My series of posts on international information architecture:
- Translating taxonomies and categories
- Translating categories, translating terms
- Translating the Dewey Decimal Classification system
- Designing the relationship between content and locales
- Emergent i18n effects in folksonomies (this post)
- The Maori versus Dewey, and why limiting access can be culturally appropriate.
Folksonomies are taxonomies created by users who add tags to things. Folksonomies are messy and have a lot of problems, but their great merit is that they’re scalable and they use the users’ terminology by definition, a serious problem with more classic taxonomies that are created by information architects or librarians.
There is a lot of innovation happening around folksonomies. One interesting area is internationalization. Users enter tags in many languages, but generally, the system does not know what language a tag is in. Have a look at a screenshot of this page from Technorati, showing popular tags:
I drew big red lines around them, so you’ll probably notice some tags in other languages than English. “Algemeen – Algemein – Algemeines” means “general” in Dutch and German. “Entertainment Entretenimento” is English-Spanish for entertainment. Notice that a misspelling of “Entretenimiento” is also used. But we are talking about languages today, not spelling. “Music – Musique – Música” are English, French and Spanish.
So what’s going on here? People are tagging things in many languages. Right now, Technorati displays the various languages mixed together on one page. That’s pretty interesting, expecially if you’re interested in languages like me. But it might also be cool to see only tags in your language. Especially if you don’t speak English.
How can we do this? One way is to use a dictionary lookup to figure out what language a certain tag is in. It won’t be perfect, but this approach could be used to display a page of popular tags in mostly German, mostly English, mostly Hindi and so on. This will reduce the amount of tags available to the user, but make them more relevant to them (because they are in their language). Again, seeing a few non-English tags won’t bother you, but this is not for English speakers – the dominant language. For all the people who don’t speak English, seeing tags in their language will be invaluable. If you do dictionary lookup only with popular tags, it shouldn’t be too resource-expensive – a tag only has to be checked once against the dictionary, and assigned a probable language.
Another way is to look at the language of the source (rss feed, …) and assume the tag is in the same language. Tricky – I’m not sure this will work. There might be other algorythms as well – if I do a Google search for “Música”, it knows this isn’t English, because it asks me if I want to “Search for English results only”, so there is some algorythm going on there I assume (unless they also use the dictionary approach).
Later: I realized something else. Displaying tags in mostly some language, as opposed to exclusively in that language, is not necessarily a bug, it might be a feature. Many user populations around the world incorporate words in multiple languages in their vocabulary. The language namespaces I am talking about might not map perfectly to a specific language, but include words in other languages, and slang and such, and in this way be a much better representation of the real language of a certain user population than if we were to just use one language. So it’s not so much about language namespaces, it’s more about user population namespaces. Language is just a starting point and might be an easy way to group user populations.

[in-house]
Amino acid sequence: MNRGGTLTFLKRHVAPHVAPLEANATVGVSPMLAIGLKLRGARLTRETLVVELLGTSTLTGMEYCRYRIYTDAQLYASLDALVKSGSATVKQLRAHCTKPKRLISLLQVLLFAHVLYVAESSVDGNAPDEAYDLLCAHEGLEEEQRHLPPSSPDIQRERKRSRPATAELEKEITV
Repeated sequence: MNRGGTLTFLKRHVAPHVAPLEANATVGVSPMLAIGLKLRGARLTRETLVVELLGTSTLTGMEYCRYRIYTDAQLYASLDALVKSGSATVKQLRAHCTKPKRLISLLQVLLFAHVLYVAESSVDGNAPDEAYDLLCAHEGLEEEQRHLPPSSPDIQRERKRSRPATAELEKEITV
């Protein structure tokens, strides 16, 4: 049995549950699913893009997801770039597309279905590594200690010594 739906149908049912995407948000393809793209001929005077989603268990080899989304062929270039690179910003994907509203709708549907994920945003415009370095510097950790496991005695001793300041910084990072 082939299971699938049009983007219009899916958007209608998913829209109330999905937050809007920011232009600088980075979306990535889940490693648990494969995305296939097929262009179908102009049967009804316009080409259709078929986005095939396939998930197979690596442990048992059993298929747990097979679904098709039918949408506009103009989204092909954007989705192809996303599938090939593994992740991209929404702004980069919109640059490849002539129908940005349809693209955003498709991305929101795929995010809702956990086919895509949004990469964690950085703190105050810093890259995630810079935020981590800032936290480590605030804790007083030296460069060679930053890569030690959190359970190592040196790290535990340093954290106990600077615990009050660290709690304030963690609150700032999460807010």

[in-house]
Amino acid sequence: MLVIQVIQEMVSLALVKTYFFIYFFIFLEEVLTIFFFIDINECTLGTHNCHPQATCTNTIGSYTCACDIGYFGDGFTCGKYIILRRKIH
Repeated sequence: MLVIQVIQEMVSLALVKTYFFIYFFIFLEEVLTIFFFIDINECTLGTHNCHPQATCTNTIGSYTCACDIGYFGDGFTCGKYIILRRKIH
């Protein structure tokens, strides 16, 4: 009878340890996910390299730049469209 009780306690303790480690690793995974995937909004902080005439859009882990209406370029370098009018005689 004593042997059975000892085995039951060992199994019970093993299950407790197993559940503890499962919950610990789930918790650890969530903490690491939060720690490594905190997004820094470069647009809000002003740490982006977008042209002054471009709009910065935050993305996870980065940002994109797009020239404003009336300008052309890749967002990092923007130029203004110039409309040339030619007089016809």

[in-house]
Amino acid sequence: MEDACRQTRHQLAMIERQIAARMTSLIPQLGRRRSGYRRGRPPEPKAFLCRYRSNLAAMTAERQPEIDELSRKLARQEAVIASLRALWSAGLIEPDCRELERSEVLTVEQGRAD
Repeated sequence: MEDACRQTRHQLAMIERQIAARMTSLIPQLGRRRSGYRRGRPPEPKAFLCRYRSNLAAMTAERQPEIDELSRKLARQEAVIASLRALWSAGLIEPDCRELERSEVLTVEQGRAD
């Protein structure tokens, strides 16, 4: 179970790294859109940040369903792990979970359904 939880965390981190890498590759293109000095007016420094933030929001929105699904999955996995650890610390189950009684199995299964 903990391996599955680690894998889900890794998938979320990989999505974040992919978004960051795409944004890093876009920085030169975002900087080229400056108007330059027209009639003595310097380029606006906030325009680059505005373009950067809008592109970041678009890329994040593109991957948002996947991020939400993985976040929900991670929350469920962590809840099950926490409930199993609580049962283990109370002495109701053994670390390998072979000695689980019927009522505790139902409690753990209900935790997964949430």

As an aside, I think the real innovation with folksonomies will come from creating algorythms. It’s all about scalability. The way Google’s superior algorythm in search made them the nr1 search engine, someone will invent superior algorythms in tagging and this may make them the nr1 tagging engine.
Back to languages. The most interesting aspect of the screenshot above isn’t that there are tags in other languages, is that the tags are the same in other languages. The tags in French and Spanish and such have their English translations right on the same page. This suggests that people seem to tag things similarly in different languages. Is there a way to create algorythms that take advantage of this fact? Also take into account that different people can tag the same things (pictures, bookmarks, …), in different languages.
An interesting language effect with tags was pointed out by Tanya, on this Flickr page for the tag chat. “Chat” means cat in French. Here’s a screenshot:
So different people have used “chat” and “cat” to tag similar items, and as a result Flickr knows that “chat” and “cat” are related tags. I’m not sure what that means for internationalization of folksonomies, but as an emergent i18n effect I think that’s pretty amazing.
A third and similar i18n effect I found when playing around with this in Flickr is that of language namespaces. If you start following related tags in Flickr in a certain language, you will see many tags in that language. Here’s a screenshot of the tag “leuk“, which means “funny” in Dutch.
The related tags are in English, but in the see also tags we see a whole bunch of Dutch words: “ik, konijn, middelharnis, mooi, oudetonge, overflakkee, plankje”. And if you follow those you’ll see more Dutch words in the related and see-also tags, creating a kind of Dutch namespace almost. Again, I’m not sure how to use this exactly, but it’s pretty amazing to me that, in this early stage, there are already interesting i18n effects happening in the tagging space.